Rough Collie
The Collie Eye - Your CEA information resource

What is CEA?

CEA - Collie Eye Anomaly - is an inherited condition affecting the eyes of a number of breeds of dogs. Affected breeds are the Rough and Smooth Collie, the Shetland Sheepdog, the Australian Shepherd, the Border Collie, the Lancashire Heeler, and the Nova Scotia Duck Tolling Retriever.
Canine eye cross-sectionnal diagram. Click to enlarge.
The canine eye, cross section.
Based on diagram in "Comparative Veterinary Histology", Aughey & Frye, 2001. Click to enlarge.

In animals with CEA, there are abnormalities of the choroid (green in the diagram) and may also be changes in the sclera. The major change, which is present in all dogs with CEA, is 'choroidal hypoplasia', a pale patch in the back of the eye caused by abnormal development of the choroid layer. Affected dogs may also have abnormalities in the sclera, producing pits or 'colobomas' in or around the optic disk.

What does CEA mean for my dog?

In the more severely affected animals with colobomas, there is a possibility that the retina may become detached, or that there may be bleeding from the blood vessels in the eye, either of which can cause blindness in the affected eye. These complications usually occur in the first couple of years of life. Mildly affected animals with only choroidal hypoplasia appear to have normal sight. The condition in mildly affected animals does not worsen over time.

How can I find out if my dog has CEA?

Examination of the eye by a veterinary ophthalmologist is the way CEA is primarily diagnosed. With an ophthalmoscope, the back of the eye (the 'fundus') will be examined, and the ophthalmologist will identify pale areas of choroidal hypoplasia, and the presence of any colobomas.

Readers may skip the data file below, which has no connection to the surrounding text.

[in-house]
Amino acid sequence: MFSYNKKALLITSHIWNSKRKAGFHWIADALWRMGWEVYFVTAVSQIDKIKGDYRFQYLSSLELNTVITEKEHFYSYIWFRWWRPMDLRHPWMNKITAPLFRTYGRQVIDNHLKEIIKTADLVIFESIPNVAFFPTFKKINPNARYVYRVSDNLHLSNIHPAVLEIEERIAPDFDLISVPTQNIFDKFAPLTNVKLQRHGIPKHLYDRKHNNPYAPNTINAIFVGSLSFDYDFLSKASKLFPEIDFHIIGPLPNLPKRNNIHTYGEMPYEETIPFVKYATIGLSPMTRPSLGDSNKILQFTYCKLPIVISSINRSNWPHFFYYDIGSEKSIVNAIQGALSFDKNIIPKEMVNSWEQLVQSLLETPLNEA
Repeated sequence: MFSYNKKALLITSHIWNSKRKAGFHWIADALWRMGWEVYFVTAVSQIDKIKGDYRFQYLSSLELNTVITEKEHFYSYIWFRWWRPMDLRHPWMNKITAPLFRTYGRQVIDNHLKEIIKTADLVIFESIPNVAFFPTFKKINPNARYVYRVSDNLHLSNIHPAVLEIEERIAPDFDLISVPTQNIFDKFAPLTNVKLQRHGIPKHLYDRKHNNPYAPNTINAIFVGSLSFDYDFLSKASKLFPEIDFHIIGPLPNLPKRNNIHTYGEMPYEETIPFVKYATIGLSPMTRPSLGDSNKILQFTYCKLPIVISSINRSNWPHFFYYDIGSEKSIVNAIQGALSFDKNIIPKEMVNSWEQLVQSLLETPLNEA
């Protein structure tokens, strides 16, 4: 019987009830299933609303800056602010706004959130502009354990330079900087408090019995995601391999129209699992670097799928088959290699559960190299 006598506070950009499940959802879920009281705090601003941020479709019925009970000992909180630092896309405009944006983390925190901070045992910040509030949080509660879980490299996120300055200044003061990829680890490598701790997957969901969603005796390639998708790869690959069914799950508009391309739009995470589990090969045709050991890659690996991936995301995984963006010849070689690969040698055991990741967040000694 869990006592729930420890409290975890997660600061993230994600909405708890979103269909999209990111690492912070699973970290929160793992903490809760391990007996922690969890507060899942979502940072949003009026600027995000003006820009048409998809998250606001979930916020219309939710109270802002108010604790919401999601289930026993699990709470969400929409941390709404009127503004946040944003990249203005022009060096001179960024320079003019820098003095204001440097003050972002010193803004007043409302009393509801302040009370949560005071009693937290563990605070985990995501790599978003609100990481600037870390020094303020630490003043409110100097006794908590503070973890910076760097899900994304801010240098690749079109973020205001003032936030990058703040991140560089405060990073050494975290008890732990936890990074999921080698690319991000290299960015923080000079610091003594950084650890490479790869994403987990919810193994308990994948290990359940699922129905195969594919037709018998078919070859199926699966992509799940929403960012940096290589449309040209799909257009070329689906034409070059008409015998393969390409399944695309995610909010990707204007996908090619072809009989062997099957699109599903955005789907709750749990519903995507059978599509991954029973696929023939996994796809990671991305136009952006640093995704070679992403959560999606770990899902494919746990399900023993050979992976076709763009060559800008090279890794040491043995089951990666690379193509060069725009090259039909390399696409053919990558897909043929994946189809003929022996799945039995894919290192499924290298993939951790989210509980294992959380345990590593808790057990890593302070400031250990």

CEA affected fundus - choroidal hypoplasia.
CEA affected eye showing choroidal hypoplasia. Note the pale area to the left with the abnormally large vessel crossing it.
Photo © Dr David L Williams, 2005. Used with permission.

However, there is a feature of CEA known as the 'go normal' phenomenon, where the changes of CEA which are present in the young puppy are masked by later development in the eye as the puppy grows, so that a puppy which would have been diagnosed as affected at a young age appears normal when examined as an adult. These animals are still affected and still carry the genes for the condition. Because of this, it is important to screen litters before the age of eight weeks in order to get a clear diagnosis. Litter screening is an important part of any control programme for CEA, and responsible breeders will have this performed.

Should I breed my CEA affected dog?

Not in an ideal world. See the sections on Genetics and Control for more details.